The Kodiak History Museum received a $48,000 federal grant last fall to digitize its entire collection in an effort to improve access to some of the museum’s items that aren’t currently on display.
The project began in November of last year, when the museum received a grant from the Institute of Museum and Library Services, a government agency, to create a digital archive. Margaret Greutert is the collection manager and grants coordinator for the Kodiak History Museum.
“It’s to photograph every single one of our objects in our museum collection, put them on our database, and then make those images public in 2024,” she said.
She said part of the project is to improve the museum’s transparency.
“We’ve had only about 10% of our collections on display right now and so we need to figure out ways to make those more accessible for people so people know what we have, we do hold all of these things in public trust,” she said.
But Greutert says another part of wanting to photograph everything is because many of the items will move soon.
“We store over 2,300 objects and 1,300 archive collections in this building. It’s a 200-year-old building, it’s not great for that and so in the next few years, we’re partnering with the Alutiiq Museum to hopefully move some of our stuff into a new facility,” she said.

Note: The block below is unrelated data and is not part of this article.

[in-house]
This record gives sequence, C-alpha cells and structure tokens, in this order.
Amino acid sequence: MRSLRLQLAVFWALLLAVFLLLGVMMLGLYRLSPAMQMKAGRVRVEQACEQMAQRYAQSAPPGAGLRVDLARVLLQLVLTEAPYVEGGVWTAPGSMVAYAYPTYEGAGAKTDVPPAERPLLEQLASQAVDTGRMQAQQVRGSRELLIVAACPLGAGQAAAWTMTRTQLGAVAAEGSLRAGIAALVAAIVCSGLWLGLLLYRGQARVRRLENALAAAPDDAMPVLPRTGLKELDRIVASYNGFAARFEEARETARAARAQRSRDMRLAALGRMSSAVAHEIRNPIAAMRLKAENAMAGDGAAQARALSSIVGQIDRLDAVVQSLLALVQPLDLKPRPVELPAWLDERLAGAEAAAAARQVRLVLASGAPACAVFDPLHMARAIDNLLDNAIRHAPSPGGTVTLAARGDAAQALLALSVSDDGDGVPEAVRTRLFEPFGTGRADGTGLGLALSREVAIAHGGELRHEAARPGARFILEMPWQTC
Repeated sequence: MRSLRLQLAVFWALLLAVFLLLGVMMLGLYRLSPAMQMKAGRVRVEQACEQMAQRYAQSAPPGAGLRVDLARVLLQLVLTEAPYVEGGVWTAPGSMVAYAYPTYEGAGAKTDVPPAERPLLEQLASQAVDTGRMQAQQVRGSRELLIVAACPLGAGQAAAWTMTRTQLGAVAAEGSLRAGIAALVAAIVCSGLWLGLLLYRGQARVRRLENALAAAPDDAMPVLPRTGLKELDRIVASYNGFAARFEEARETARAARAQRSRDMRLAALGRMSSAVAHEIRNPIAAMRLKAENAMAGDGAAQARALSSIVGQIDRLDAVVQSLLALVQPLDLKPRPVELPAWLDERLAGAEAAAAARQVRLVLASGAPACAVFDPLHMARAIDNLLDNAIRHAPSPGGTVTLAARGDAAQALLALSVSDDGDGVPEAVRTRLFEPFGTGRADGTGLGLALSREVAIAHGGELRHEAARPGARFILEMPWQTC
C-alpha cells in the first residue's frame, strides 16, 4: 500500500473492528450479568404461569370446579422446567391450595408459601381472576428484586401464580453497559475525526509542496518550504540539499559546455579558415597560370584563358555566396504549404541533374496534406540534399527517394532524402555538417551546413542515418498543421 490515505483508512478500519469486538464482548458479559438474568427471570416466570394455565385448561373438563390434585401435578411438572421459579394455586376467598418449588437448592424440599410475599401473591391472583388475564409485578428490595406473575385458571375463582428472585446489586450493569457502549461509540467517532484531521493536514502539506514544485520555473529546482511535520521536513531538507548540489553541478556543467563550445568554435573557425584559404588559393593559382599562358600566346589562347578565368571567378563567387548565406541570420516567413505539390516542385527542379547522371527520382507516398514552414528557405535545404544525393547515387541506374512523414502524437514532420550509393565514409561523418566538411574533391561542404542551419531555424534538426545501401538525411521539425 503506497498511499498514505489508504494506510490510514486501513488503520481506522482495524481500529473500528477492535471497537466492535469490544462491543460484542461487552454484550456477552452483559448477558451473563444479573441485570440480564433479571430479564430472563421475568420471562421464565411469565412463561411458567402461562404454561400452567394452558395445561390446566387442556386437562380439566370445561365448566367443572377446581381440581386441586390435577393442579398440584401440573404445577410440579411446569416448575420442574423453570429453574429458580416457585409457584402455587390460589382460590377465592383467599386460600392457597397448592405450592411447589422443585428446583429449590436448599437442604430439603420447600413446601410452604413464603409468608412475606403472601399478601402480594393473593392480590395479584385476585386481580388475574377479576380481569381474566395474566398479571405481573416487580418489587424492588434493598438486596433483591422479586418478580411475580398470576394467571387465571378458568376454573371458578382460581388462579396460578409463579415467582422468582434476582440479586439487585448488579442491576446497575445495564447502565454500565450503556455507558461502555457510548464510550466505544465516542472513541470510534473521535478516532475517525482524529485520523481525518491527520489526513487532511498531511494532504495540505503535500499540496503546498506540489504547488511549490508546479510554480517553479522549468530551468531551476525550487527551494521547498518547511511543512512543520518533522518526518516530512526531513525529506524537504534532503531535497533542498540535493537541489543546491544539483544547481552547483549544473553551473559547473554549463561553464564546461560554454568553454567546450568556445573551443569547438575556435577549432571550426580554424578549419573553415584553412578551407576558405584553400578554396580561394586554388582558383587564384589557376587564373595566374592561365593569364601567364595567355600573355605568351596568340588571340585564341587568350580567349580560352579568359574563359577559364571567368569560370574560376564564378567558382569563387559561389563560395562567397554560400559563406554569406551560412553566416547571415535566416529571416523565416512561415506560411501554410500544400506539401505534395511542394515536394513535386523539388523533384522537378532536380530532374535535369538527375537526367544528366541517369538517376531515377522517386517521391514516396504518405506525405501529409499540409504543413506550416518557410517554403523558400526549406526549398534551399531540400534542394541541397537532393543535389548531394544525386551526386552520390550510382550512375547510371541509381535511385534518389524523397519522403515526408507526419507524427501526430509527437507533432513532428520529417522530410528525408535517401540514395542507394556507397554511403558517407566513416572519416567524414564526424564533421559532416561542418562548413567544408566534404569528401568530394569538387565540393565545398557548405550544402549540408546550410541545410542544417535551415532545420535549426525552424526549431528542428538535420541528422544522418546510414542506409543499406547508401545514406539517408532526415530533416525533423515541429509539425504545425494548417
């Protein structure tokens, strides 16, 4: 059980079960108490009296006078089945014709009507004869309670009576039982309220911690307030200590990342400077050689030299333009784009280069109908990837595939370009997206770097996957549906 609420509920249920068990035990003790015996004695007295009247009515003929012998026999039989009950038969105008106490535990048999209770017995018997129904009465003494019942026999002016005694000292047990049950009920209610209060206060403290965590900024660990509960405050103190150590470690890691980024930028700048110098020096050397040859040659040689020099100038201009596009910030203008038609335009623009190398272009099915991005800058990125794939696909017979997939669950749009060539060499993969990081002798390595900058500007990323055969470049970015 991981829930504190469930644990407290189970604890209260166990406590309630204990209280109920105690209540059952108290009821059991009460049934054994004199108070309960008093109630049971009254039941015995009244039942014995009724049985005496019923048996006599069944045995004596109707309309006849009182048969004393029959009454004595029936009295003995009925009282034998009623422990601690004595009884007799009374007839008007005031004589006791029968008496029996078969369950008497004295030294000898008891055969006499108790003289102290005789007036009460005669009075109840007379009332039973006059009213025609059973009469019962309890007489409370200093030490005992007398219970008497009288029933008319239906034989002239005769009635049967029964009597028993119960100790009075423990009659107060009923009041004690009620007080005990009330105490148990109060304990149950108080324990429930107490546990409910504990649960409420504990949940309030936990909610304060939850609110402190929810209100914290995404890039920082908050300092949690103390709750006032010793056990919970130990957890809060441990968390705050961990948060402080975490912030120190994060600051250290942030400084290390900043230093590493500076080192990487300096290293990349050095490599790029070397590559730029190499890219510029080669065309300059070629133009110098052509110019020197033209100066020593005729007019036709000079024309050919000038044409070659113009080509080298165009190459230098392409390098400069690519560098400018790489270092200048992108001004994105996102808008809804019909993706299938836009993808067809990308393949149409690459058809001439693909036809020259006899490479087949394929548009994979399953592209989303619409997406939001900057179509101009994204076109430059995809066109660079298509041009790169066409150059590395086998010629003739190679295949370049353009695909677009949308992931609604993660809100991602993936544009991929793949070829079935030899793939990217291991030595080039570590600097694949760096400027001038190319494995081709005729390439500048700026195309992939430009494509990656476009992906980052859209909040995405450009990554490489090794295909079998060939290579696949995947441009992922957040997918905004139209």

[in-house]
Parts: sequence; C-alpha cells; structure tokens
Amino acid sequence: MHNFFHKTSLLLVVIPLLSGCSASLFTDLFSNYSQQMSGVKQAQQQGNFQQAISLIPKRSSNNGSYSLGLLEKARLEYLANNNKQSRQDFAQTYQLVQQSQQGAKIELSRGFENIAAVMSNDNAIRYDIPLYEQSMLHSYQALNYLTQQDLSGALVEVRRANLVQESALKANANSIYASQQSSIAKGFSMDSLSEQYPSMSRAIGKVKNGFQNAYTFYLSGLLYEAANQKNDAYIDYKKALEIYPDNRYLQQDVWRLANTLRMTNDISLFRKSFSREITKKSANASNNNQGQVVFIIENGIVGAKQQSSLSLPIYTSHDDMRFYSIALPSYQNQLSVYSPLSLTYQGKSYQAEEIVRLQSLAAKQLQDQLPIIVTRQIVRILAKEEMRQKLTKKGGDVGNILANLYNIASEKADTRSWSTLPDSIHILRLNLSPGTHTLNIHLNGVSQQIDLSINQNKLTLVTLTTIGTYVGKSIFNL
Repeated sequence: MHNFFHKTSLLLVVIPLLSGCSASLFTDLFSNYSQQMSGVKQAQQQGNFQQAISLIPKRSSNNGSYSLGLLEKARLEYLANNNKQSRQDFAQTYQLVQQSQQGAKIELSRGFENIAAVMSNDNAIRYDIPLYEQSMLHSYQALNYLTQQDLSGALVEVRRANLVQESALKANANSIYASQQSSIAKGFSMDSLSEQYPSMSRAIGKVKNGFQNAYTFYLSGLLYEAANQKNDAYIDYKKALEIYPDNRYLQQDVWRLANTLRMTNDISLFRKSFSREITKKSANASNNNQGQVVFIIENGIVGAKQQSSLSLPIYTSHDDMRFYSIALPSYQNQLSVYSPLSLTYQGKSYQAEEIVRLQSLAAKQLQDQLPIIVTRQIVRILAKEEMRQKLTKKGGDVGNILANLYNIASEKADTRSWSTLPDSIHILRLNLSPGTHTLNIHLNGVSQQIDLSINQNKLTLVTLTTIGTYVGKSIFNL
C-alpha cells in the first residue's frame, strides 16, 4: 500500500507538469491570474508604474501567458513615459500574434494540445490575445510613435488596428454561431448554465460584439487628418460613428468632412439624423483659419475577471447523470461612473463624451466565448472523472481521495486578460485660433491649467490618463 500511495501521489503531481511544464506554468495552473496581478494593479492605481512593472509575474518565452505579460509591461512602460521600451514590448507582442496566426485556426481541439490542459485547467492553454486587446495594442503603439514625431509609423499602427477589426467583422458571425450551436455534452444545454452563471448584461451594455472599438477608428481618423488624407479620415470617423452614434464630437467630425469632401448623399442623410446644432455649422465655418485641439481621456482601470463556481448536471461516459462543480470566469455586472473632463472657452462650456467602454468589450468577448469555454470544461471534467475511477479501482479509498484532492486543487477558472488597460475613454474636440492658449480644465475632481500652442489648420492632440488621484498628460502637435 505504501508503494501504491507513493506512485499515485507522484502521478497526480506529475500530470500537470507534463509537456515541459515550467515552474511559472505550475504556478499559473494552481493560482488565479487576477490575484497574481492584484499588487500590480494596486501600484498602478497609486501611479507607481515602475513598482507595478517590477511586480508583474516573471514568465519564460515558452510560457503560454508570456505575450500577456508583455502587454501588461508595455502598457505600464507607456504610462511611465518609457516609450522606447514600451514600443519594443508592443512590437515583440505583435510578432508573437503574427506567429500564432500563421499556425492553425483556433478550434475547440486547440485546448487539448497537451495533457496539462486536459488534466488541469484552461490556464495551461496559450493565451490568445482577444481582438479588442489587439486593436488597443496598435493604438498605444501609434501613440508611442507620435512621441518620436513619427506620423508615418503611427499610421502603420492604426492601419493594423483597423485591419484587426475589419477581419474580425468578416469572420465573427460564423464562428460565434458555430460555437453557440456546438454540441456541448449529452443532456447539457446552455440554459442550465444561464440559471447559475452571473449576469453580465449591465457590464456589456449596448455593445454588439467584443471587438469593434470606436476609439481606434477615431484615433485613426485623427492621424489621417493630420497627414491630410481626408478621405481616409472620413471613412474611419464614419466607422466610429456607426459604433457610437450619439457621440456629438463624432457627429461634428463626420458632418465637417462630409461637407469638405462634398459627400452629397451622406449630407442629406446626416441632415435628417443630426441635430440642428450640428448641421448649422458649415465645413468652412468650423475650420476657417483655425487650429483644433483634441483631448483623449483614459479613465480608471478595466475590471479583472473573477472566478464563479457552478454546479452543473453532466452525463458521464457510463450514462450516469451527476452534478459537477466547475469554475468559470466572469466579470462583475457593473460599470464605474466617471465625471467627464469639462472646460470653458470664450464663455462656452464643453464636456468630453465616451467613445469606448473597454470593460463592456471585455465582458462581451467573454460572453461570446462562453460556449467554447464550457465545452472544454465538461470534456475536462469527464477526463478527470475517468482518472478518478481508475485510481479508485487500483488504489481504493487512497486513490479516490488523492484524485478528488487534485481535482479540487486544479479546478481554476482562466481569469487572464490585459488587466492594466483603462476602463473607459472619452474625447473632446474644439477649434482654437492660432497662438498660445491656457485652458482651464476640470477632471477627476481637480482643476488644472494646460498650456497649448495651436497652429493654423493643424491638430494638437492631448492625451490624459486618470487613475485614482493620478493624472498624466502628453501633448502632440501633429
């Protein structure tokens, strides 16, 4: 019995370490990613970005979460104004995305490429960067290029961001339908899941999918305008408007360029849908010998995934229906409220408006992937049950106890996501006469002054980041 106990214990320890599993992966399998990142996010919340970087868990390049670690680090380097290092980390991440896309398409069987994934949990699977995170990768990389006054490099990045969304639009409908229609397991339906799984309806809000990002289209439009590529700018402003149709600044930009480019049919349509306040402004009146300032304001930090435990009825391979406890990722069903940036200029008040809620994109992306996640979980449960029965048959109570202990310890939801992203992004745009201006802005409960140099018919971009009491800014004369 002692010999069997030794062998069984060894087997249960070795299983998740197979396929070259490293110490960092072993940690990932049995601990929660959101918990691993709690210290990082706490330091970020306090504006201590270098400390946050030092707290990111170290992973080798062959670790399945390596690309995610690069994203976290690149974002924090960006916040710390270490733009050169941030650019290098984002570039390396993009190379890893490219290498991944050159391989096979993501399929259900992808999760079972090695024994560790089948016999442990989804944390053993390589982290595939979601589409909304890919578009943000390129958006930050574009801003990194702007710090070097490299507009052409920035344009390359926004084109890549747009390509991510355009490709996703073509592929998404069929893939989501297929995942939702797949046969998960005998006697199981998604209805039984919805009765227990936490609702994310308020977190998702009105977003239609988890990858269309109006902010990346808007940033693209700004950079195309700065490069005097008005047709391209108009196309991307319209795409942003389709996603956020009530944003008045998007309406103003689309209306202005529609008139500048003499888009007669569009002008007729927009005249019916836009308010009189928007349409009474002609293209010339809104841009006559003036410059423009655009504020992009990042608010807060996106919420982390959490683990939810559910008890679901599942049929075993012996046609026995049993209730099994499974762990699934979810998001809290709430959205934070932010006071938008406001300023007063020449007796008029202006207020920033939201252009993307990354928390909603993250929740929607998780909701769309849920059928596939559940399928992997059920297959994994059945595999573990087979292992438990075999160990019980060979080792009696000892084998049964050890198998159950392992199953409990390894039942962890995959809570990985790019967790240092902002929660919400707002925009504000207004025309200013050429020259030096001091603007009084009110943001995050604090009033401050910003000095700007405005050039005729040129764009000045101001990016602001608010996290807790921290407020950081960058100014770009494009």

While they hope nothing is damaged in the move, museum staff want to have each item documented before they’re transported.
“We’re taking 2-3 images of each object, so like a front and a back and maybe a detail of each object,” she said.
Tiffany Cannon is a museum assistant and one of the folks operating the museum’s in-house studio. The studio has a small, white background with a few modest lights and a tripod to ensure consistency with the images.
She says it took a while to learn how to use the camera and get set up, but she loves seeing the museum’s pieces in detail – and in a new perspective.
“A lot of what we have is art, and not even just paintings or things like that, but hand-woven baskets and taxidermy. Just all kinds of things that people have painstakingly crafted and you can just see so much of the beauty and you can really appreciate the items that we have through these images,” she said.
Cannon says she’s excited to be part of the project and help the museum share its collection with a broader audience
“It’s going to be nice that people far away are able to go to our website and if they’re researching and want to know something about the baskets of Alaska or something like that, that they have that available now,” she said.
Once objects are online, they will be tagged with searchable keywords. Museum staff anticipate the project will be completed in May of next year and they plan to continue to add their other collections for public viewing online as well.